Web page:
I have journeyed long enough in the maritime world as a writer to know that things are not always as they seem. Appearances can deceive.
Adopted by the UN General Assembly in 1948, the Universal Declaration of Human Rights (UDHR). is the foundational document for all human rights laws, including ILO Maritime Labour Convention, 2006. Any discussion on the rights of seafarers and other maritime workers must hark back to it. So how has the shipping world fared in observing its tenets?
Flogging and other harsh shipboard punishments may be a thing of the past, but it would be naive to think that it’s the best of times for seafarers. A litany of sins is still being committed against them — some blatant, others subtle. Major changes in existing laws as well as societal values are in order.
Simply put, an irony is an aspect of a situation which is contrary to what one would normally expect. A seagull perched on a No-Fishing sign is thus ironic. The incongruence between expectation and actuality, which frequently happens in the world of shipping, can be jarring.
It was not too long ago that strident voices filled the air with talk about depression at sea. The hubbub now seems to have subsided. The problem that was said to plague many seafarers, driving some to commit suicide, is no longer a hot topic for discussion.
The APA (Amercian Pschological Association) Dictionary of Psychology defines empathy as “understanding a person from his or her frame of reference rather than one’s own, or vicariously experiencing that person’s feelings, perceptions, and thoughts.” Clearly, there should be empathy if seafarers are to be treated more kindly by those who profit from them. So why is this word not used more often by advocates of seafarers’ rights?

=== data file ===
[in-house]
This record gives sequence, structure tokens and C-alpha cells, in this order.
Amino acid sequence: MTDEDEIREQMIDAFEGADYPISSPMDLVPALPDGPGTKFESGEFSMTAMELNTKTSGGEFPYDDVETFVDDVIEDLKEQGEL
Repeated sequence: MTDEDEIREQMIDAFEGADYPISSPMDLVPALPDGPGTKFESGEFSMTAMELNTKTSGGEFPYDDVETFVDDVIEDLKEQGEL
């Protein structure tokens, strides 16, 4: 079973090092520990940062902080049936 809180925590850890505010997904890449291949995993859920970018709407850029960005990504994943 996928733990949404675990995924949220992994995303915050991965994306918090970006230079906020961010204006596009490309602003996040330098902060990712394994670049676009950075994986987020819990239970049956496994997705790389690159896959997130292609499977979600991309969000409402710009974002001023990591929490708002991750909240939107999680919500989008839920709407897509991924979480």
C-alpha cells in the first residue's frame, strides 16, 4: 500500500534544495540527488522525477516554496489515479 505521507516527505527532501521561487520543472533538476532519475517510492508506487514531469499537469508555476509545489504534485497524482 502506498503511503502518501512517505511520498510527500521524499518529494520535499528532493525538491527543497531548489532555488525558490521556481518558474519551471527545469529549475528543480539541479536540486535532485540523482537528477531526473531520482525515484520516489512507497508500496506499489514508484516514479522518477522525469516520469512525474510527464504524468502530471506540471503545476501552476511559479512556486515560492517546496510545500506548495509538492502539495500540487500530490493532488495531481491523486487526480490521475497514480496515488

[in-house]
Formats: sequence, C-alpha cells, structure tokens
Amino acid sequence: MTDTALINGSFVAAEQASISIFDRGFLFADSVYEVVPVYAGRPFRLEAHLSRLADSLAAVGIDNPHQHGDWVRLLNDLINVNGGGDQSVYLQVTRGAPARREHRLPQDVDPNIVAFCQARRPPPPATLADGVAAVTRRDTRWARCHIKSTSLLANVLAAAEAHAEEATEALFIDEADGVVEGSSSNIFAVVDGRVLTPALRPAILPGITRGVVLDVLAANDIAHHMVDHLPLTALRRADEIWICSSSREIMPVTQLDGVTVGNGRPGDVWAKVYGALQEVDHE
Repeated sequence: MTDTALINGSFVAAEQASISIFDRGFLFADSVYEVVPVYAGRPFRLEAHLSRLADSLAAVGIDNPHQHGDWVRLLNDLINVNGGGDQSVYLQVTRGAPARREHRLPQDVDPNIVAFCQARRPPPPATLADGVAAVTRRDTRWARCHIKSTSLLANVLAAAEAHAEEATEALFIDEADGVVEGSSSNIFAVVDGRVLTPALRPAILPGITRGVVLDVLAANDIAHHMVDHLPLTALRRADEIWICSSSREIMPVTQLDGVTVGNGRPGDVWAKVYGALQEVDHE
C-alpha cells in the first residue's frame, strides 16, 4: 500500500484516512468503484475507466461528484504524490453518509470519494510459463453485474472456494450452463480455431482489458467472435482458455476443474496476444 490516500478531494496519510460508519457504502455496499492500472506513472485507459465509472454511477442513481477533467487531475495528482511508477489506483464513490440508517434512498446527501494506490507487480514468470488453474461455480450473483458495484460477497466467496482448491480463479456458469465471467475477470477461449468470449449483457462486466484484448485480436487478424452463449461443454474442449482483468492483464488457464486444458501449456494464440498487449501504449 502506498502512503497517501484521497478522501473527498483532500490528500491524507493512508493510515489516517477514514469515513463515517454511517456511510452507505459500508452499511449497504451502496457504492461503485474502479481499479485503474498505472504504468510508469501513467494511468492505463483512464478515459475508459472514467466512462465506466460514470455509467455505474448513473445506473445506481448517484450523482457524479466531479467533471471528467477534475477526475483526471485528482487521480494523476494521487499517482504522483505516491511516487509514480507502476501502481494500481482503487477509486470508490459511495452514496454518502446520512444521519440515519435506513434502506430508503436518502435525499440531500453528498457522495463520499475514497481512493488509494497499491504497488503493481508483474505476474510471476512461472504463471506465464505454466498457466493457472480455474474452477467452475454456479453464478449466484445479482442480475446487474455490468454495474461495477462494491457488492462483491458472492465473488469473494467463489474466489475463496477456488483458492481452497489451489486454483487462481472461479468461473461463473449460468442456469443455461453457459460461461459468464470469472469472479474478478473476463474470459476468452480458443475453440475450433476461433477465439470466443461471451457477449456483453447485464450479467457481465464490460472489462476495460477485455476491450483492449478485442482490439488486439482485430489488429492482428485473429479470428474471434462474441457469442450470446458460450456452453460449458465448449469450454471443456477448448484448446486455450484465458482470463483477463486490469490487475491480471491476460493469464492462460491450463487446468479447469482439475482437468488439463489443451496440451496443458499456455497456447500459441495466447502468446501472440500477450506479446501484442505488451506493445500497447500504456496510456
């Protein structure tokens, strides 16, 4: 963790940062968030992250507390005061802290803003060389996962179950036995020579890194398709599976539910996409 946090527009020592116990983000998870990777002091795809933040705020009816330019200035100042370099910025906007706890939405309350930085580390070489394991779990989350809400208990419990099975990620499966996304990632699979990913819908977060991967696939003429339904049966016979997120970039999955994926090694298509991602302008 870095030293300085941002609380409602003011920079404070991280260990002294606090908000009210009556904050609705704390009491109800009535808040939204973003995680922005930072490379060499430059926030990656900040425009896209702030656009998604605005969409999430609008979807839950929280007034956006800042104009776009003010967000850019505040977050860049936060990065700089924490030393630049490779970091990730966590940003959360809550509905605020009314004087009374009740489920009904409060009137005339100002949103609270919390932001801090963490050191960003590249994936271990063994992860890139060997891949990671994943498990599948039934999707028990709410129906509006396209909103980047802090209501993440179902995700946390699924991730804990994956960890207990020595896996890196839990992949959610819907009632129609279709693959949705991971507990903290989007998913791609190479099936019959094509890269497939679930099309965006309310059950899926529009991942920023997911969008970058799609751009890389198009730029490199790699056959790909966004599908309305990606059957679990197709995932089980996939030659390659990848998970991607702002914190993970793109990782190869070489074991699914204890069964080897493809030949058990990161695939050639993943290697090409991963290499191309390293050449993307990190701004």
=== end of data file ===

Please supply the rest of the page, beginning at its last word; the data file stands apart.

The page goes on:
A candid writer should not expect to be popular with those who wield some power and influence in the shipping world. On the contrary, he should prepare himself to be despised or, worse, ignored. This much I have learned in the 13 years that Marine Café Blog has been in existence.
Many folks in maritime Manila continue to justify the use of cadets as unpaid office workers and even as domestic servants. It instills discipline, according to one argument. What a silly statement to make.
I was an early supporter of the seafarer charities. I wrote about their fund-raising activities and praised them for their good deeds. Then they started to make a lot of noise about depression at sea. That made me pause and ask: why the sudden concern with seafarers’ mental health?
The shipping world was ecstatic when ILO Maritime Labour Convention, 2006, came into force in August 2013. It was as though a new dawn in seafarers’ rights had come. But did it really? The reality is that the Convention, inclusive of the 2018 amendments, has some serious flaws.
Marine Café Blog had a post-Thanksgiving Day chat with Frankie the Sage Cat. As expected, he said a mouthful about maritime conferences, seafarer charities and other matters. For those not familiar with Frankie, he’s a real cat who understands humans in an uncanny way. He must be at least 12 years old now, but he still has a sharp mind.
I have always objected to the use of the term “the human element” to refer to seafarers. It not only sounds as cold as the periodic table of elements invented by the Russian chemist Dmitri Mendeleev. More important, it objectifies seafarers and detracts from their humanity. The following works of art show just how human they are — no less driven by love and libido than the maritime bureaucrats and pedants who label them “the human element”.